If you want to sing along, here are the lyrics to the chorus:
Grand old Vikings ruled upon the ocean vast,
Their brave battle-songs still thunder on the blast;
Their wild war-cry comes a-ringing from the past;
We answer it “A-oi”!
Roll their glory down the ages,
Sons of warriors and sages,
When the fight for Freedom rages,
Be bold and strong as they!
I wasn’t sure exactly where the idea to sing this next song came from, but it was certainly a wonderful day – great weather, and as I heard the Guizer Jarl telling a reporter, it was the best day of his life. Make sure you listen to this one, and then just take a minute to think about the ridiculousness of a bunch of men singing this while dressed in chain mail and helmets and carrying battle axes.
I missed the initial procession of the Jarl Squad in the morning, but a few hours later got to see a sort-of repeat performance: the procession of the Junior Jarl Squad. Since the 1950s, there has been a parallel version of Up Helly A’ for young school-age boys, who pick a Guizer Jarl to head a squad of boys dressed as Vikings, build their own junior galley, and hold their own procession on the day of Up Helly A.’
This is a clip of their procession through town, led by the Lerwick and Kirkwall pipe bands ahead of the galley and the mini-Vikings.
They had rather impressive costumes, given that they all had to be entirely made and financed by the boys’ families, and seemed duly happy to have been given this position of honor.
As they marched through the town, marshaled by their teachers and the police and followed by a flock of admiring family and friends, they raised their axes and cheered – everything from “three cheers for my mom!” to “three cheers for not being in school!” It must be pretty exciting to be a kid in Lerwick on Up Helly A,’ way better than the kind of fun I had in school dressing up for Halloween, though I also would have been incredibly jealous of the boys, since even in the junior squads, they follow the tradition of only allowing male participation. (I could complain about the gender bias, for which the arguments supporting it as “tradition” seem rather out of date, but it’s not my town or festival, so that’s the business of the women of Lerwick. But I must admit, I’d like to see a group of women form a squad and stir up the “traditionalists” by trying to participate.)
The real highlight of the day, though, was the torchlight parade. I went with the two lovely women who graciously hosted me while I was in Lerwick, who found us a good spot up on a wall overlooking the path of the parade and the site where they burned the galley. People filled the streets all along the parade route, and just as everyone finished collecting, all the streetlights went out. Meanwhile, across town, the Jarl’s squad of Vikings and forty-five other squads of men with all assortment of themed costumes, comprising a total of 941 men – collected their torches and arranged themselves to begin the parade.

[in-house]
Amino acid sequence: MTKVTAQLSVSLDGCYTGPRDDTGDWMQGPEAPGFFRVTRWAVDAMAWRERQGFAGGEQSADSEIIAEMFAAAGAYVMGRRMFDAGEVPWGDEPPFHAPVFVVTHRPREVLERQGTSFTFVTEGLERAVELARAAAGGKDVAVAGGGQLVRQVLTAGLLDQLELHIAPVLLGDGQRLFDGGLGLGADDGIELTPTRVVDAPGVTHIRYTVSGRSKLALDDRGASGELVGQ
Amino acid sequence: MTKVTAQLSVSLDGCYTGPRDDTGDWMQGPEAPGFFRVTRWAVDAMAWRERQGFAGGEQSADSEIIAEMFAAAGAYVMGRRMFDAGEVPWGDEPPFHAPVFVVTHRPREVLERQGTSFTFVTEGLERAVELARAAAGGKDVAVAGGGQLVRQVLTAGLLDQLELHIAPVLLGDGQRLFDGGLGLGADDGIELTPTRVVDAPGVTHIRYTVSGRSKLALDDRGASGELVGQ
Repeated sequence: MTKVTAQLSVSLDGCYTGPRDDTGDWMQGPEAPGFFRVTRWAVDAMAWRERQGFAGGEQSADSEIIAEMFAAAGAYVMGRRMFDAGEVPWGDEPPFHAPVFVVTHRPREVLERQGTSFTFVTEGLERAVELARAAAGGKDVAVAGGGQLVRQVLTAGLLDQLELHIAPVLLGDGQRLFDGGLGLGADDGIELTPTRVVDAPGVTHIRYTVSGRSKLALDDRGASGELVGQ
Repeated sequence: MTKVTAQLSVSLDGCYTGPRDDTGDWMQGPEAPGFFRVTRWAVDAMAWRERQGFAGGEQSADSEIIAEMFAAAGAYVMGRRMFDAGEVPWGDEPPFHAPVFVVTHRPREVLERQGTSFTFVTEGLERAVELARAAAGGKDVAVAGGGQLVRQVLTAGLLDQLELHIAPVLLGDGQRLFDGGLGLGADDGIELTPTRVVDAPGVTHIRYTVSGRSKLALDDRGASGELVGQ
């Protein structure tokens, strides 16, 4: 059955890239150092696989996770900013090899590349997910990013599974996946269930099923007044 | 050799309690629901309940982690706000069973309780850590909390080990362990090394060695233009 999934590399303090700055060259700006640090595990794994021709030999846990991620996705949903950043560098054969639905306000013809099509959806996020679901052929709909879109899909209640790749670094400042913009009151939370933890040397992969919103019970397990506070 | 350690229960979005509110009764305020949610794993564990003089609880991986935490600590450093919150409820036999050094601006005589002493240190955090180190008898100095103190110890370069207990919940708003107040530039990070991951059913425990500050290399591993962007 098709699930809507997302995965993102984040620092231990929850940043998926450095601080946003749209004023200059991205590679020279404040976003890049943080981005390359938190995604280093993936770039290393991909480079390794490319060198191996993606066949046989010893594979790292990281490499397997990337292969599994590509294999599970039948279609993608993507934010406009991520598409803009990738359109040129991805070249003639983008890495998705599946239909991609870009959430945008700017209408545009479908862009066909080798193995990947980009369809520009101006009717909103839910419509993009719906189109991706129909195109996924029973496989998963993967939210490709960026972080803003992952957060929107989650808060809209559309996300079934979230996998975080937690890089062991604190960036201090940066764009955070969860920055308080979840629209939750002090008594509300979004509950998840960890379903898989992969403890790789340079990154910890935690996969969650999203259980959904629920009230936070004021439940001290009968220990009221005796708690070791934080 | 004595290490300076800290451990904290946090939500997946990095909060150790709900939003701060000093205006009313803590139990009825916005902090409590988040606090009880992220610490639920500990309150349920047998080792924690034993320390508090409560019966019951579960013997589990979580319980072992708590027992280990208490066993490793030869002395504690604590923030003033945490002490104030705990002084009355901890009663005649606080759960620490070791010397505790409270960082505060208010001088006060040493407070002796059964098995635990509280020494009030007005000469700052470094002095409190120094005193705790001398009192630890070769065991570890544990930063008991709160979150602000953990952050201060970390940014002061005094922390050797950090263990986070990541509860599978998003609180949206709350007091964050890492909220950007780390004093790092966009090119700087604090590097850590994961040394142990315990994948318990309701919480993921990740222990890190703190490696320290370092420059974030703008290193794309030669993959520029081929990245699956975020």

It’s hard to show in a picture quite how it looks to watch the streets filled with nearly a thousand men with torches, but it was impressive. I can see how an approaching hoard of torch-bearing Vikings would have struck fear in anyone’s heart. (Though, after sitting outside waiting for the parade to start, we were looking forward to having all those torches march past us.)
And as they passed us, I got to see the costumes that each of the squads had chosen. Other than the Guizer Jarl’s squad, they had nothing to do with Vikings – it looked more like Mardi Gras or Halloween. Apparently, so many men take advantage of this opportunity to dress up as women that Up Helly A’ has gained the informal nickname of Transvestite Tuesday.
There were certainly a lot of women, but my favorites were the sheep. Here’s the squad of sheep marching past, carrying torches and singing the Up Helly A’ song.
At the end of the parade, all the guizers assembled around the galley at the burning site in the center of town. The Guizer Jarl got in the boat, surrounded by men with torches (I think this must be why they pick someone well-liked in the town – otherwise, I think he’d be a little nervous getting in a wooden boat surrounded by men about to set it on fire), thanked everyone who had helped put the festival together, finishing by calling for three cheers for Up Helly A’.
And then, the moment they had been waiting for, everyone threw in their torches and set the galley on fire.
As the galley burned, the guizers all set off for a night of visiting halls around the town to perform skits in stages of progressive inebriation and degenerating understandability until the early hours of Wednesday morning (an official public holiday, since nobody is fit for work).It’s certainly strange – that men dress as women and sheep carrying torches and singing about Viking heritage, that they spend a year building a boat for the express purpose of burning it, that the Jarl Squad members spend all year growing their beards so they can look like proper Vikings – but I think that’s what I liked about it. It may not be an “authentic” Viking celebration, but it’s certainly an authentic Lerwick tradition in all its oddities.